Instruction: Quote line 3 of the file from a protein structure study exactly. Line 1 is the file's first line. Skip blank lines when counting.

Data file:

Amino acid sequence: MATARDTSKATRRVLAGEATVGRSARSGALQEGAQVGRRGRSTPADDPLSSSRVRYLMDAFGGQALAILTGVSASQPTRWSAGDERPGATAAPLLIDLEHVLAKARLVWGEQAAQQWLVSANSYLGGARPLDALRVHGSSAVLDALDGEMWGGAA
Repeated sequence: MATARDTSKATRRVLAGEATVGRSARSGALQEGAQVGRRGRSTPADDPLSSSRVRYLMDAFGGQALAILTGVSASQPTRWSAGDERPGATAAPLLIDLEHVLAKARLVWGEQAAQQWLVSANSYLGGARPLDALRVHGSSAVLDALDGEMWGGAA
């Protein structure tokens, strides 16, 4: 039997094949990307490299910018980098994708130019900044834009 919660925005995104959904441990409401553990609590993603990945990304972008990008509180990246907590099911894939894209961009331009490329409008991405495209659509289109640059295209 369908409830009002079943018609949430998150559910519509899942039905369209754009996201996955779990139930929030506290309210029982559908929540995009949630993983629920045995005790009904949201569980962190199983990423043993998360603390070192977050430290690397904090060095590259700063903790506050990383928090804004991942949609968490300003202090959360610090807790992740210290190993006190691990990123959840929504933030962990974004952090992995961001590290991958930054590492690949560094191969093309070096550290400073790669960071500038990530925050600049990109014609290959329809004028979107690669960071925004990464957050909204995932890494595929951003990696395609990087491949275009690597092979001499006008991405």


């Protein structure tokens, strides 16, 4: 039997094949990307490299910018980098994708130019900044834009 919660925005995104959904441990409401553990609590993603990945990304972008990008509180990246907590099911894939894209961009331009490329409008991405495209659509289109640059295209 369908409830009002079943018609949430998150559910519509899942039905369209754009996201996955779990139930929030506290309210029982559908929540995009949630993983629920045995005790009904949201569980962190199983990423043993998360603390070192977050430290690397904090060095590259700063903790506050990383928090804004991942949609968490300003202090959360610090807790992740210290190993006190691990990123959840929504933030962990974004952090992995961001590290991958930054590492690949560094191969093309070096550290400073790669960071500038990530925050600049990109014609290959329809004028979107690669960071925004990464957050909204995932890494595929951003990696395609990087491949275009690597092979001499006008991405």